above: at last sea view again at Nose Point near Seaham
below right: commemorative plaques and objects decorate the cliffs
The cliff here is mostly oriented to the east. Thus, there will be no sunset in the sea. To experience the sunrise, you would have to be on the doorstep at 4:30 am. So that's not going to happen either. Nevertheless, we enjoy both the romantic evening and the fresh morning atmosphere. From 6:00 a.m. on, of course. The cliff is full of small memorial plaques of the deceased. Surely they didn't all jump over the cliff to their deaths? We urgently need clarification on this question, because the thought shocks us. A local couple finally explains to us that the relatives of the deceased would prefer this place to a cemetery. Especially if the sea played a special role in the lives of those who have passed away. Yes the place is really very special, calming and peaceful. During the morning fitness I even see a group of dolphins not far from the beach, as they elegantly move along.
Elegantly moving along is also our plan for today. However, we are not yet sure whether we want to drive today the more than 200 kilometers to Scotland, i.e. Edinburgh, or only half the distance for the time being. In Washington we leave the highway briefly in the hope to be able to pose with a place name sign "Washington". By the way, we also pass the Washington Lidl to buy some fresh goods. Who would have thought that we would pass by the American capital on the way to Scotland. ;-) The Washington Bluff selfie with the place name sign finally comes to nothing. We quickly return to the A1, which soon turns from a highway into a freeway. And then we get stuck in a traffic jam. Today of all days, when we have quite a long stretch ahead of us. We swerve onto the A697 and are soon back in the familiar road pattern. Bend left, bend right, traffic circle, hilltop, dip and then the whole thing again from the beginning. At some point it's finally "Welcome to Scotland". We cross the border river Tweed and enter Coldstream. What sounds like an Indian name is nothing more than the charming little town on the border to England. We are here! After three weeks of travel, today we stand at the gateway to our next adventure. We are very much looking forward to the ultimate Scotland experience.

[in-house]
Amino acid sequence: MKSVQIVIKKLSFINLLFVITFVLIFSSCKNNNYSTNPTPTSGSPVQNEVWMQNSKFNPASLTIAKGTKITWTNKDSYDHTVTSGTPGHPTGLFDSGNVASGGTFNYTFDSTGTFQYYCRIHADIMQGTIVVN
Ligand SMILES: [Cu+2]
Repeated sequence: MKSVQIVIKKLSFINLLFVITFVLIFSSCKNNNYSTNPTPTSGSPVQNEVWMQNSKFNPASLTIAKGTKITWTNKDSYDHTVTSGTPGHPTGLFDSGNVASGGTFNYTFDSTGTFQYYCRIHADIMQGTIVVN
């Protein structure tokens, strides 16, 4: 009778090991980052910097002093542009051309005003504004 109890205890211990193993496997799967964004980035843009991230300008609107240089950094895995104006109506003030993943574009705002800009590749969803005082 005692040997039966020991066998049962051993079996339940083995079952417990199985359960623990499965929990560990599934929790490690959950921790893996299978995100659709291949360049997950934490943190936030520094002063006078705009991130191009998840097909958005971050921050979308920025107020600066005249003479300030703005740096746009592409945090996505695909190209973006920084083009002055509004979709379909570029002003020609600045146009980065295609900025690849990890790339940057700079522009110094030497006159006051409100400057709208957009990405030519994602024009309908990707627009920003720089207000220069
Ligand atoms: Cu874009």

Next Blog: 3.3 Welcome to Scotland!